Sic labitur somnium Dei
Everything is fog, now, so much fog. But once...
The girl races around the wall. She is searching for something, perhaps... someone. There is a shadow on the ground. Is it the thing she seeks? Her hair is the color of pale wheat, with just a touch of honeyed sunlight. It’s pulled back in a ponytail, means she’s the athletic type. She bends down, scoops up the mangled thing. The black, glossy creature stares through her, red eyes misted with the pain of the dying. They are intelligent eyes, those crimson drops, full of scheme and wit and vibrant will. And they are fading. The girl nods, as if something has been spoken. Then she turns, attacks the switchboards around her in a frenzy of calculated sabotage. Where is her ship? Which button? What does this do? Opens... something. Something is unshielded, now. Something large. It Begins, as the creature instructed. But not what she was looking for... Where is her-ah. Soon. Soon. Along the outer corridor, another shadow creeps, a shade of fuller form and muddy substance. There is a gleam of dull blue-green. A stolen ring glints bleakly on a traitor’s finger. The woman has come back. She was waiting for the girl. Preparing, like the other. The glossy creature shivers, shuddering more than once in the girl’s careful grasp. Death is coming. But not to the girl. The girl is wily. Just. Full of freedom. She secrets herself in a cabinet beneath a console, the one with the Button she knows she must not yet press. The woman is angry, beyond reason. But that is one of her many weaknesses, and as she strikes out at the little world she’s made for herself in this place, wrecking everything she’s built in a childish fit of despair, the girl removes herself from hiding just enough to watch, to wait. Perhaps... the woman’s ship... if she could only see which-
“Doctor Bloom! Are you all right?”
“Someone take over for him! He’s turning pale!”
“Oh lord, look at him... white as a sheet.”
“What’s wrong, Doctor? Say something, please!”
“Grace... ” Theta spoke the name, holding it behind his teeth like a half-remembered prayer.
A woman’s face swept into view. Grace. His last companion before the War. His eyes blinked of their own accord, and suddenly he found himself again. He was standing in an Operating Room on the third floor of the Feversham Clinic, his slender shape enclosed by ‘50s California Motel Mint Green scrubs. There were rubber gloves on his hands, a slim device held loosely in one of them. His sonic probe, sonic screwdriver. Affectionate nickname. Course he’d had to rebuild it several times over the course of his nine-hundred-odd year lifespan. But that didn’t... matter now. The slim silver probe fell from his fingers, forgotten in the face of what he had just witnessed. A waking dream...a kind of hallucination... but why so vivid? Why so... familiar? He wasn’t used to his brain obscuring its own analytical processes. Calmly, slowly, he stepped back from the OR table, then turned to Nancy, his favourite nurse. Lovely girl, she was, a bright young thing with a bounce of black, shimmering hair.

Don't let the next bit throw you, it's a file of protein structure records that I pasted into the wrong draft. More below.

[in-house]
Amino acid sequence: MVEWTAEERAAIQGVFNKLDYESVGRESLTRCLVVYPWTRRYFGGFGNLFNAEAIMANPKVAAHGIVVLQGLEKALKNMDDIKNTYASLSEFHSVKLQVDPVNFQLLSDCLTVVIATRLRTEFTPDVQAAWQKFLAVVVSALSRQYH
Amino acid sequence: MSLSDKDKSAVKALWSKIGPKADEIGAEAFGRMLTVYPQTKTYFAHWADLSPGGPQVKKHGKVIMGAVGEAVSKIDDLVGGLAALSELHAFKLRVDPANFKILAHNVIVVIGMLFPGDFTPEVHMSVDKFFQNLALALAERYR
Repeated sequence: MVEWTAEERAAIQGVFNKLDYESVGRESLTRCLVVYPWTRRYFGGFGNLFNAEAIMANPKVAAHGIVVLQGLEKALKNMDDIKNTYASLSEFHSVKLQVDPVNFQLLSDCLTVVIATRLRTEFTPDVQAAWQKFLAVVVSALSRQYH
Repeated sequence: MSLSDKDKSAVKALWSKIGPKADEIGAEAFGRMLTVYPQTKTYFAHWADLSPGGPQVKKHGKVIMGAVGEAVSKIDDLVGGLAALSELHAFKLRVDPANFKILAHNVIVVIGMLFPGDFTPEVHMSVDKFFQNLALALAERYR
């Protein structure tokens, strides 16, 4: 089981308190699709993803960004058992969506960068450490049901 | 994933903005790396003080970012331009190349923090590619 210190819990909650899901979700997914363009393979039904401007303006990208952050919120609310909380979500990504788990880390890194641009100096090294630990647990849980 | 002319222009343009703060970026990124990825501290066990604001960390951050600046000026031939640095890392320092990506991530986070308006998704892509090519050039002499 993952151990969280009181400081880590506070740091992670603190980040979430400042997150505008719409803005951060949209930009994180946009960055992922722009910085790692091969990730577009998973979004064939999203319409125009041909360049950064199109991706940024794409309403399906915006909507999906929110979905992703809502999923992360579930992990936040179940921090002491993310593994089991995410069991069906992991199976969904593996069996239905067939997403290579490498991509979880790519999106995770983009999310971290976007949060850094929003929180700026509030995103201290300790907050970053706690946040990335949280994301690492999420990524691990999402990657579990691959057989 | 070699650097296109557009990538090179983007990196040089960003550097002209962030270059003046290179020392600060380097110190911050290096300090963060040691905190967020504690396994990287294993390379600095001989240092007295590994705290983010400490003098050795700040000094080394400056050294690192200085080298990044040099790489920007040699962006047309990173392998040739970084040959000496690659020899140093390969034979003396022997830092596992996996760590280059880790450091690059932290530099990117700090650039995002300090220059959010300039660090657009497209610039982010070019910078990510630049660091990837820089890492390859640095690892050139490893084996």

“Nancy. What I am going to tell you is of the utmost importance. I want you to contact a Doctor Grace Holloway out of San Francisco. She’s a... friend of mine, a... former companion. Grace just happens to be an excellent cardiologist, which is what this poor sod on the table needs. She even operated on me, once! Oh yes! Doctor Grace killed me dead... by accident, of course. Tell her... I... well just give her this message.” He stopped talking for a moment, just a moment... resting for a spell before he raised a hand to his nose to catch the dark droplets that were forming near his left nostril.
Nancy was growing concerned now. He could tell by the sheen of perspiration gleaming on her lily skin, if not by the subtle creasing of thin black brows. Life told him everything about her, everything about everything about everything. He could see it all. How had he forgotten? How could he have? Why? Why would he have forgotten? As the sparkling sterility of the Operating Room became a dim, dark tunnel filled with gray-white fog, he looked down at his hand. The hand he’d raised was blurry and red. There was a heated wetness flowing from his nose now, and his eyes were struggling to focus, to adjust in the fog. Why was it so hard to see? His cardiopulmonary muscles were not responding properly... nothing was. Something wasn’t moving that should be moving. His arm felt numb, his chest tight and breathless as if caged. Scrapes and bruises were cropping up over his whitening skin, as he could feel every flinch of injured meat beneath the flesh. His forehead was afire, like a reddening sunburn turned outside-in, and still the fever spread through him. Was he going to die? Again?
“So soon... not... here long enough to... ”
As he murmured weak questions to the sterilized air, the other doctors were staring at something else. The drops in his hand had become a pool. A growing puddle of deep red had filled his cupped hand and was pouring like communion wine from between his long fingers, staining them a lovely shade of mulberry. Realization wormed through his belly like a gorging parasite. He felt himself lean; the room... seeming to tilt on an axis he could not feel. The OR table was coming closer... how strange. The floor... he was going to...
Then it happened. With one last look at Nancy, the Time Lord crumpled, one hand flung against his stomach to protect himself even as the weaker of his two hearts burst in his chest.